The AFL has distributed to local leagues changes to the Laws of the Game and rule interpretation changes for the 2013 AFL season. As a general rule, to avoid confusion for players, umpires and supporters, if the rule changes are based on sound research, lead to a reduced likelihood of injuries or are improvements to the game, where we deem it appropriate the EFL will adopt these changes. For the 2013 season the changes that are applicable to Eastern Football League competitions and clarification of other rule interpretation differences are listed below.
1. Separation of Rucks
Ruckmen will now be separated at stoppages, with no contact permitted until after the ball leaves the umpire’s hand.
The principle of adjudicating ruck contests has always been that both ruckmen should have the opportunity to jump unimpeded at a ruck contest with the aim of hitting the ball to their teammate.
A trial was held in the AFL pre-season 2012 where the aim was to encourage rucks to play the ball and not the man, facilitate cleaner hitouts to advantage and improve clearance rates. Results showed significant improvements in clearances rates, secondary stoppages and reduced congestion, all areas that improved the flow of the game.
While a review of EFL games demonstrated the prevalence of holding and wrestling at ruck contests in EFL games appears lower than in the AFL (possibly due to umpires throwing the ball up in quicker time than the AFL bouncing), it still does occur, and when doing so is unsightly, difficult to umpire and generally results in further congestion.
The EFL Board has endorsed the adoption of this rule in all EFL competitions for season 2013.
The rule will be interpreted as follows:
- Field umpires ensure rucks are separated prior to the ball being brought back into play
- Prior to the ruck contest, umpires will ensure rucks are separated (approximately 1m apart)
- Umpires will call for ruck nomination if there is uncertainty over who is the designated ruck at the stoppage
- If a team fails to nominate a ruck in this situation the umpire can award a free kick for failing to follow an umpires instruction (Rule 15.5(e))
- Other players in the vicinity are not to block the run of the rucks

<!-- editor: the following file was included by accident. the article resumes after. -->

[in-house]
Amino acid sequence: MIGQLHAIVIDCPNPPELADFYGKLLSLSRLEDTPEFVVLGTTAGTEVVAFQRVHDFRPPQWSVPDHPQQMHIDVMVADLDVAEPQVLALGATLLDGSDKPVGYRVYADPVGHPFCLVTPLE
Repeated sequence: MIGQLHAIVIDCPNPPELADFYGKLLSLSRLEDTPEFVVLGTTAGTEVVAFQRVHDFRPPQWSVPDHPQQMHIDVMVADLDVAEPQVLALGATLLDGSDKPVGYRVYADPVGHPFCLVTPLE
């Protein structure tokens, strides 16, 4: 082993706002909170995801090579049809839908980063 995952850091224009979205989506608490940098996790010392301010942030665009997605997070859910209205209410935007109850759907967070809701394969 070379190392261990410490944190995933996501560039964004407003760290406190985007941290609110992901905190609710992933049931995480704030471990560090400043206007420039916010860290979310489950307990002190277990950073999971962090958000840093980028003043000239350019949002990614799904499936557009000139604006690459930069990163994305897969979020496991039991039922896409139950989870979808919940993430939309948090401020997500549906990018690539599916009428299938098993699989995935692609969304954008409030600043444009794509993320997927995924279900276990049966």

- Body contact permitted only after the ball is released by the boundary umpire at throw in or thrown up by the field umpire at throw up
- Rucks who initiate contact prior to the release of the ball by the umpire will be penalised with a free kick to the opposing ruck
- Third man up (tactic where a player other than the ruck jumps over the rucks and attempts to hit the ball clear from the stoppage) is still allowable under this interpretation
2. Forceful Contact Below the Knees
The AFL has advised that there will be a stricter interpretation of Rule 15.4.5 (a)(ii) Prohibited Contact, where a Free Kick is awarded for forceful contact below the knees. This is a rule that already exists and from our observations is being enforced by EFL umpires where a player makes
forceful contact below the knees.
Our intention is that no specific change to the interpretation of this rule will be made for season 2013. We do, however, want to ensure that players and coaches are aware that it is a rule where a free kick can be paid and that it can be a reportable offence where a player is deemed to have “taken out” an opposition player’s legs in a dangerous and forceful manner. Players should be coached to avoid the possibility of making contact in this manner (e.g. sliding in, diving directly into someone legs). Where contact is incidental and not forceful, but merely in the “act of play”, no free kick should be awarded.
3. Clarification of other rules
Below is some clarification of other rules either:
- Recently introduced, or
- Where the EFL has not adopted the AFL rule or
- Where the EFL interpretation differs from that of the AFL.